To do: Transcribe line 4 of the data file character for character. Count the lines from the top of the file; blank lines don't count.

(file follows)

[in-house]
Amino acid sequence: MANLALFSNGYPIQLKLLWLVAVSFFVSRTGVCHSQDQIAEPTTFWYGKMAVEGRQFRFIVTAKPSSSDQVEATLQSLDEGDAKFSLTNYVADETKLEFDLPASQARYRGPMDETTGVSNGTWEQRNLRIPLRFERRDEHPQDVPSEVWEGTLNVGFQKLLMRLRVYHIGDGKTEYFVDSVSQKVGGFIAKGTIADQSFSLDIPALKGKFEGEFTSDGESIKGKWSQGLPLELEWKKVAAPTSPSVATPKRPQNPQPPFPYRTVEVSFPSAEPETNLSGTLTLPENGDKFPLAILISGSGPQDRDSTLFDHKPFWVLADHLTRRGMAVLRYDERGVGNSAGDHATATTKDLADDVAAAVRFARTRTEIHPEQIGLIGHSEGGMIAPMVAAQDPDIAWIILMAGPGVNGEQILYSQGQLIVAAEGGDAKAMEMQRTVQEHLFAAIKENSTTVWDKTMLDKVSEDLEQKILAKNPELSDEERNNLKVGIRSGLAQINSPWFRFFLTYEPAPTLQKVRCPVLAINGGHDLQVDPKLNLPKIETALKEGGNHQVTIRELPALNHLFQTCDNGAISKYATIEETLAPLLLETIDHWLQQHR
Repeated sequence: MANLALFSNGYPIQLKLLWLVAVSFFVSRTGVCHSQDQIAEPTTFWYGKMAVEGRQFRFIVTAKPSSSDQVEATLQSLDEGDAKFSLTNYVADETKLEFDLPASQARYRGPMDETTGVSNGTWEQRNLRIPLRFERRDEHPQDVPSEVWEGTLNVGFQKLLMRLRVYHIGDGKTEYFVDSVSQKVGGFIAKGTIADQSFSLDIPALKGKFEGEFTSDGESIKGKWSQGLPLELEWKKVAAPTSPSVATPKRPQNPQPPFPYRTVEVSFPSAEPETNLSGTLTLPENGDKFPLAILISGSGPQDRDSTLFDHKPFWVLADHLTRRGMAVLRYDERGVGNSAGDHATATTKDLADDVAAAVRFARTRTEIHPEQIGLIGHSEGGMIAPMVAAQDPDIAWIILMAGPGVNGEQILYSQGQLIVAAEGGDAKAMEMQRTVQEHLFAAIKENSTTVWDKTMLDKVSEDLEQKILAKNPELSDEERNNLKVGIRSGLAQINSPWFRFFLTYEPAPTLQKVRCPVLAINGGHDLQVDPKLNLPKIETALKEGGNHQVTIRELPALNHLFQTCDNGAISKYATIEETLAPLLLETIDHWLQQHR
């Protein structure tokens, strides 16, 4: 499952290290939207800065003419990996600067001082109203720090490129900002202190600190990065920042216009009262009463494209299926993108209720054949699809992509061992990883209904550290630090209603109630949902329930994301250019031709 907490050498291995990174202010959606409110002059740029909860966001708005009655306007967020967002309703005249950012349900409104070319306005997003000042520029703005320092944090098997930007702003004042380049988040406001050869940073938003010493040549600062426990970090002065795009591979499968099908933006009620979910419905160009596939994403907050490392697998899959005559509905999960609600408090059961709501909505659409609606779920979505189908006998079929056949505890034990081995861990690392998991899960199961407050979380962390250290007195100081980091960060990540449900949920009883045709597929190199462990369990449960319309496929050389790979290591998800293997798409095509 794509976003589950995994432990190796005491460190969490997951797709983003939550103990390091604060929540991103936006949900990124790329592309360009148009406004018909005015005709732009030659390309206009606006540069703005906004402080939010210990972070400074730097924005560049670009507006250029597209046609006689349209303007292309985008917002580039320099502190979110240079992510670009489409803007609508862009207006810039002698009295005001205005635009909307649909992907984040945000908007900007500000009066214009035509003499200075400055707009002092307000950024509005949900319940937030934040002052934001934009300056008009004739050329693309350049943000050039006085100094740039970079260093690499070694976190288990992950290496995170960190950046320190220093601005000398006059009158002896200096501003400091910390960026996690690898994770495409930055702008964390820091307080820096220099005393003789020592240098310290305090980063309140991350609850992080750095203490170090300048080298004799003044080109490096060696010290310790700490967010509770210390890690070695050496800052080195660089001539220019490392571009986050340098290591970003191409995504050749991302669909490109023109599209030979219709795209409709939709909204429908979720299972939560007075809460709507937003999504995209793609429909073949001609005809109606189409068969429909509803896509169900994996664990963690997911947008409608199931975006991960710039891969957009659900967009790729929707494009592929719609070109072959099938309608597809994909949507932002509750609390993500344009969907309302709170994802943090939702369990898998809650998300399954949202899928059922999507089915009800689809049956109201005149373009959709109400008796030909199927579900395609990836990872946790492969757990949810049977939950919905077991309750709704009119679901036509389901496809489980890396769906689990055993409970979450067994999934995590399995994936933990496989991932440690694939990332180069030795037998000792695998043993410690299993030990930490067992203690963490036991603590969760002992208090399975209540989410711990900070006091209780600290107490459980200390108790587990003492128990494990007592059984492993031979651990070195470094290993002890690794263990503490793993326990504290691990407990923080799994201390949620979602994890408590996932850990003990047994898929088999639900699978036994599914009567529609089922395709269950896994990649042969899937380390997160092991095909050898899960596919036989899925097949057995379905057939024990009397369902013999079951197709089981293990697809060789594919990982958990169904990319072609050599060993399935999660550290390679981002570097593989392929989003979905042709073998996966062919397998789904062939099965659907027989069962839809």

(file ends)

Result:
């Protein structure tokens, strides 16, 4: 499952290290939207800065003419990996600067001082109203720090490129900002202190600190990065920042216009009262009463494209299926993108209720054949699809992509061992990883209904550290630090209603109630949902329930994301250019031709 907490050498291995990174202010959606409110002059740029909860966001708005009655306007967020967002309703005249950012349900409104070319306005997003000042520029703005320092944090098997930007702003004042380049988040406001050869940073938003010493040549600062426990970090002065795009591979499968099908933006009620979910419905160009596939994403907050490392697998899959005559509905999960609600408090059961709501909505659409609606779920979505189908006998079929056949505890034990081995861990690392998991899960199961407050979380962390250290007195100081980091960060990540449900949920009883045709597929190199462990369990449960319309496929050389790979290591998800293997798409095509 794509976003589950995994432990190796005491460190969490997951797709983003939550103990390091604060929540991103936006949900990124790329592309360009148009406004018909005015005709732009030659390309206009606006540069703005906004402080939010210990972070400074730097924005560049670009507006250029597209046609006689349209303007292309985008917002580039320099502190979110240079992510670009489409803007609508862009207006810039002698009295005001205005635009909307649909992907984040945000908007900007500000009066214009035509003499200075400055707009002092307000950024509005949900319940937030934040002052934001934009300056008009004739050329693309350049943000050039006085100094740039970079260093690499070694976190288990992950290496995170960190950046320190220093601005000398006059009158002896200096501003400091910390960026996690690898994770495409930055702008964390820091307080820096220099005393003789020592240098310290305090980063309140991350609850992080750095203490170090300048080298004799003044080109490096060696010290310790700490967010509770210390890690070695050496800052080195660089001539220019490392571009986050340098290591970003191409995504050749991302669909490109023109599209030979219709795209409709939709909204429908979720299972939560007075809460709507937003999504995209793609429909073949001609005809109606189409068969429909509803896509169900994996664990963690997911947008409608199931975006991960710039891969957009659900967009790729929707494009592929719609070109072959099938309608597809994909949507932002509750609390993500344009969907309302709170994802943090939702369990898998809650998300399954949202899928059922999507089915009800689809049956109201005149373009959709109400008796030909199927579900395609990836990872946790492969757990949810049977939950919905077991309750709704009119679901036509389901496809489980890396769906689990055993409970979450067994999934995590399995994936933990496989991932440690694939990332180069030795037998000792695998043993410690299993030990930490067992203690963490036991603590969760002992208090399975209540989410711990900070006091209780600290107490459980200390108790587990003492128990494990007592059984492993031979651990070195470094290993002890690794263990503490793993326990504290691990407990923080799994201390949620979602994890408590996932850990003990047994898929088999639900699978036994599914009567529609089922395709269950896994990649042969899937380390997160092991095909050898899960596919036989899925097949057995379905057939024990009397369902013999079951197709089981293990697809060789594919990982958990169904990319072609050599060993399935999660550290390679981002570097593989392929989003979905042709073998996966062919397998789904062939099965659907027989069962839809």